The region stands to lose hundreds of millions of dollars if water continues to be taken from our aquifers for water bottling for free.

The Hawke's Bay Regional Council has issued nine consents for water bottling.

These show that over the next 11 years, private businesses can extract more than 40 million cubic litres of water.

Napier MP Stuart Nash floated the idea of charging a premium of 2c a litre.

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If this happened, Hawke's Bay could make more than $800 million over the next 11 years.

Mr Nash said he had no problem with bottled water companies taking New Zealand water if it was sustainable.

"What I have an issue with is they are getting it for free," he said.

"The problem is, there is no legal way to actually charge for water."

Currently the Government is consulting on proposed freshwater reforms, and while there was an economic aspect to such reforms Environment Minister Nick Smith said the call from opposition parties for a moratorium or a new tax on consents for bottled water plants was "typically uninformed" and "scientifically unsound ... in respect of dealing with the challenges New Zealand has in freshwater management".

Mr Smith said New Zealand had 500 trillion litres of freshwater each year flowing through our lakes, rivers and aquifers, and we extracted only 2 per cent of that for human purposes.

"The total water extracted for bottled water is only 0.004 per cent of the resource."

He said it was wrong to target the bottled water industry in the broader debate about improving the system by which water is allocated and reducing the pollution of our rivers, lakes and aquifers.

However, regional councillor Rex Graham said there was a "disconnect" between saying water was free and giving it away for someone else to sell it, even if value was being added to it.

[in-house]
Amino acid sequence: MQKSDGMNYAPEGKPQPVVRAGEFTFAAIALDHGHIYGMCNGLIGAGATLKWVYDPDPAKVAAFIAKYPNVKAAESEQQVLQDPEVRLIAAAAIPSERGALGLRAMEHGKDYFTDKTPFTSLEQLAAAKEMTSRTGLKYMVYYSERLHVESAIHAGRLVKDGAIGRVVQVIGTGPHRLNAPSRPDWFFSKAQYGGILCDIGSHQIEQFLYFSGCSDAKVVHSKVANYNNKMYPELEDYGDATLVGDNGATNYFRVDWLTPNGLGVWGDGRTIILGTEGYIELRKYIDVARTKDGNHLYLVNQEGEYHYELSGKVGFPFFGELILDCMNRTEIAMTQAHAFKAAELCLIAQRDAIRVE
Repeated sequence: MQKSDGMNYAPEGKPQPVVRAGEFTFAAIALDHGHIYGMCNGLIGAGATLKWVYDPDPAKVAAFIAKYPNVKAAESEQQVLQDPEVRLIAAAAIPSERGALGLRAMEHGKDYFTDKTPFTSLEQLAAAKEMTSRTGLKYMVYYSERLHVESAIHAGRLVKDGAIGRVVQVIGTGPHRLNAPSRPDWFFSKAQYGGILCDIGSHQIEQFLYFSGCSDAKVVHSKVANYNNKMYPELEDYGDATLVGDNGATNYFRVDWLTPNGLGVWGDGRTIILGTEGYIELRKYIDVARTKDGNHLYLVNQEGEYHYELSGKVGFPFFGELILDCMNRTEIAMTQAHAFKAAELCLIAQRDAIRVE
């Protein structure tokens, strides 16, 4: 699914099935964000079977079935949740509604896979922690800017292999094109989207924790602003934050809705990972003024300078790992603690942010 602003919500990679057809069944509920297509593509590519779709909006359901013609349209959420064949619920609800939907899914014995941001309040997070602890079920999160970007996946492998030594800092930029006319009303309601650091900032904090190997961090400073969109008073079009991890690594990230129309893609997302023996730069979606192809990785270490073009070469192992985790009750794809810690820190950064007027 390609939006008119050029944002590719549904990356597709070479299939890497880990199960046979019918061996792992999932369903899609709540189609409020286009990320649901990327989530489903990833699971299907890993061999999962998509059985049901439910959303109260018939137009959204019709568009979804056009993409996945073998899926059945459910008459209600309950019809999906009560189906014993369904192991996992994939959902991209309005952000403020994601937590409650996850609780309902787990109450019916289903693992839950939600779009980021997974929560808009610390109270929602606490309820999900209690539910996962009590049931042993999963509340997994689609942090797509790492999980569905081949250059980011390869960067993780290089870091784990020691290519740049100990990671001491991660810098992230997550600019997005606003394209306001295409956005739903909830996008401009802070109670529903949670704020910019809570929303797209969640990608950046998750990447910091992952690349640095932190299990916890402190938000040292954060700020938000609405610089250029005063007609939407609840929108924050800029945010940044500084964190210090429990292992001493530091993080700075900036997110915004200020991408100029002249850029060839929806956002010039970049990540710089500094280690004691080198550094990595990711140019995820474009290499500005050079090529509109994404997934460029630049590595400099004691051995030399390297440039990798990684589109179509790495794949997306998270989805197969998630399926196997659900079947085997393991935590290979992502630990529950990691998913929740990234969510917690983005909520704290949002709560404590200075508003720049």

"You would think there is a community opportunity to get something back for the community out of all this," he said.

"But at the moment legally you can't, it is up to central government."

This is a notion that the Parliamentary Commissioner for the Environment, Dr Jan Wright, supports.

In her submission to the Government's proposed changes to freshwater policy she said it made economic sense to price water in catchments where it was scarce, or likely to become so, and where it was being used as an input to production.

"Water pricing is not a subject that I have investigated in any depth. But I do see merit in a system in which the revenue gathered would be spent on improving and protecting our rivers and lakes," she said.

"Sooner or later, New Zealanders must have a serious discussion about water pricing."

It is a conversation Mr Nash wants to have now.

"These [bottled water] privateers are drawing water directly from the ground, adding no value apart from a vessel and some packaging, and then selling it for profit," he said.

"This is wrong, utterly wrong, and it needs to change."

This week, council scientists revealed to regional councillors that the Heretaunga Plains aquifer had declined an estimated 2m from 1994 to 2014, and is estimated to be about 2m.

"The declines observed in groundwater levels probably reflect increased pumping over time," the report states.

Regional council's group manager of resource management, Iain Maxwell, said the declines seen across the plains could not be attributed to individual consents.

"It's the result of cumulative effects of all takes, whether it is water bottling or irrigation for crops or apples," he said.

However, Mr Graham said bottled water changed the state of play for the aquifer.

He said that aside from municipal takes, farmers would take water only for a certain time with the winter period giving the aquifer time to recover.

"Now we have added another component in there, which we don't really understand, and they say that they don't understand it.

"Well, why are we giving consents when we don't understand?"